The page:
Maths GCSE resit and Functional Skills learners

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Maths GCSE resit and Functional Skills learners

Maths teachers from across the GMC group worked over several weeks to develop a series of lessons targeted at developing student facility in proportional reasoning.

First the group talked about why these learners need different approaches to learning maths:

Issues related to re-sitting Maths GCSE or studying for Functional skills within nine months:

  • Memory of formal mathematical procedures is poor
  • Students resort to ‘doing something with the numbers’ and rarely attempt to make sense of a problem
  • Repeating the whole course in 9 months is not possible to do in real depth
  • Student confidence is often low, due to years of experiencing ‘failure’ in tests

Then we focussed on developing solutions:

  1. Focus in depth on a few related topics using the same solution strategies in Term One

It is helpful if we choose to focus on a few curriculum areas but spend time studying these in depth, so that students can develop confidence and experience some success. Re-visiting formal methods which students have not been able to master in the previous ten years of schooling is not likely to produce different results. It is important to use different approaches which build on learners informal, common-sense strategies. It is important to do this in Term 1, so that learners can bring their new approaches and their increased confidence to past paper practice later in the course.

  1. Use the ratio table to solve many problems which require proportional reasoning

Proportional Reasoning underpins such a lot of the Foundation maths curriculum. As a group we identified over 15 topics which rely on students being able to reason about two quantities which are related in proportion. The topics include: recipes; long multiplication and division; speed, distance time and other compound measures; percentage including reverse percentage; converting measures; best buy and other comparisons; ratio; equivalent fractions; enlargement and similar triangles, trigonometry, pie charts … and more.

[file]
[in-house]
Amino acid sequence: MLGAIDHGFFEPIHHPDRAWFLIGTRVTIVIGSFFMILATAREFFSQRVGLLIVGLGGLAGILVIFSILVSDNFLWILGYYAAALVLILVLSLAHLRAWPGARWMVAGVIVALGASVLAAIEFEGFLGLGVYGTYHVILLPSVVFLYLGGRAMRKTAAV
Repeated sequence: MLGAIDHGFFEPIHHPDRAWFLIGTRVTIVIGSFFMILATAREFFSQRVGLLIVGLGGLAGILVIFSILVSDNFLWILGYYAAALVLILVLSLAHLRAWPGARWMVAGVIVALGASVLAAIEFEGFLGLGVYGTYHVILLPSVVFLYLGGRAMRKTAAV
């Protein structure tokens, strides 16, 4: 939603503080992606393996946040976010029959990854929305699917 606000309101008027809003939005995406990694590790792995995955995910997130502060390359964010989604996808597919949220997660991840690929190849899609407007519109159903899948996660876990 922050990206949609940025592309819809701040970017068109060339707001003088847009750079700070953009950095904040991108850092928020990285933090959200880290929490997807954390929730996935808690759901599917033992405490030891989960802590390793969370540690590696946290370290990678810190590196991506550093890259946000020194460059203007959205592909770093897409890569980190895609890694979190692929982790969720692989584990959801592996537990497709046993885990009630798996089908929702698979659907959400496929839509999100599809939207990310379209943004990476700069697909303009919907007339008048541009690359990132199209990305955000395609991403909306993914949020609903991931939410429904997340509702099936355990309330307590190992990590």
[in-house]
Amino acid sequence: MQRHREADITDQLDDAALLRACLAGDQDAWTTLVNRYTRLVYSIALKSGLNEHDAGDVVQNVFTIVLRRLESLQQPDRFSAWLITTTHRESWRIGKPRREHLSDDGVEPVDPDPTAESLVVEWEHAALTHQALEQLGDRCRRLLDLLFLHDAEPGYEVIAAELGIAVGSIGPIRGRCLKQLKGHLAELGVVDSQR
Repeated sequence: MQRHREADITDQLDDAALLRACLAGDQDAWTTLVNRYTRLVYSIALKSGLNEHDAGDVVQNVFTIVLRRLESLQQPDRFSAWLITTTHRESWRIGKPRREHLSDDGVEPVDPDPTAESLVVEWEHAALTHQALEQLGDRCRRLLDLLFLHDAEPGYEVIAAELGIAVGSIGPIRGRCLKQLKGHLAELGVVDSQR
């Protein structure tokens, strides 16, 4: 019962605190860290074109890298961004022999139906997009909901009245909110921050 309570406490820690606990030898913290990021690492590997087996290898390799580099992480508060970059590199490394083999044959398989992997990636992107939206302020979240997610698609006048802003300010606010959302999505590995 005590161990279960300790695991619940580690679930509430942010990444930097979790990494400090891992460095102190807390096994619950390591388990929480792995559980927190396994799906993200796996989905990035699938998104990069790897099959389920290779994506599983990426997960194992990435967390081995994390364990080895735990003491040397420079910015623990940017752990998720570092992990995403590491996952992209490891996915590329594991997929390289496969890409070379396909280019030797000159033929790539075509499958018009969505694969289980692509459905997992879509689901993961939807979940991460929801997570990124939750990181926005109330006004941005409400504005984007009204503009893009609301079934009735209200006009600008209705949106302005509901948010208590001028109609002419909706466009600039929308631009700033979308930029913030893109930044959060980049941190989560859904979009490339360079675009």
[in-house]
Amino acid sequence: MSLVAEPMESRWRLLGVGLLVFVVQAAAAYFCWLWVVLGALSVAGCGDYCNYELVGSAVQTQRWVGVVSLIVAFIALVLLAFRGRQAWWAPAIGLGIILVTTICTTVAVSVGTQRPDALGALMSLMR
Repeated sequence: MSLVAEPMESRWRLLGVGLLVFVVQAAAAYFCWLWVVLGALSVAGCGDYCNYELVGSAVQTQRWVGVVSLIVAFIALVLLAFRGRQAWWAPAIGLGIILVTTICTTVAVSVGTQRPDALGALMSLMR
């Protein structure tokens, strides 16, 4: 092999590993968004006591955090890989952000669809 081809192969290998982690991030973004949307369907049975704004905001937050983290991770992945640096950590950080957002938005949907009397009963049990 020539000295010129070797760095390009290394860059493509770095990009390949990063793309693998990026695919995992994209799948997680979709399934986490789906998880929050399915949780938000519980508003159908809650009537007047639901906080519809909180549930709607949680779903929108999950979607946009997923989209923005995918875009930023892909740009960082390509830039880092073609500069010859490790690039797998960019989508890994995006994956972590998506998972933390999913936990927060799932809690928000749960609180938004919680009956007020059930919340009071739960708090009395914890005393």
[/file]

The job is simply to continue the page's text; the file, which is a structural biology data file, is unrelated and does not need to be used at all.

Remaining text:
If students and their teachers start to see all these topics as the same, so that questions can be answered using the same strategy, then this considerably reduces the load on memory.

During the online sessions we worked on developing our expertise with Realistic Maths Education approaches. (See www.rme.org.uk ) In particular, we considered how digging into the context of recipes can be used to reveal a ratio table.

In the images above we see the salmon pasta recipe written as a recipe become a table of possible values. This table is called a ratio table, it enables students to adjust the quantities of ingredients required to make the recipe for different amounts of people. The power of the ratio table is that it encourages learners to follow their own routes to adjusting the recipe; it empowers them to take ownership.

Through representing many situations by drawing their own ratio table, learners begin to recognise that although the question topic may be different, once the information is represented in a ratio table the strategies for working with the ratio table are the same. A challenge for the teachers and their students is to see how many questions on a GCSE paper they can answer by drawing a ratio table.

  1. Develop our own suite of lessons using context and the ratio table

On 6th May the GMC group of maths teachers met in person and began preparing their lessons. Much deliberation went into choosing contexts where two quantities are in proportion and so can be represented in a ratio table. The lessons will be finalised over the summer with first lesson trials going ahead in the Autumn term.

 

Lesson Drafts to follow in September

Project Lead: Sue Hough

At the heart of Sue’s work is her belief that with appropriate support all learners can develop mathematical thinking from their own informal approaches. Sue started as a Secondary teacher and now works with trainee teachers at Manchester Metropolitan University. Through projects funded by Nuffield and EEF, Sue has worked with many teachers on how to use context and related models such as the bar model and the ratio table, so that learners can start to see the curriculum as ‘joined up’ rather than trying to remember a variety of different procedures. The origins of these approaches lie in Realistic Maths Education, where Sue has authored books and websites. (See www.rme.org.uk)

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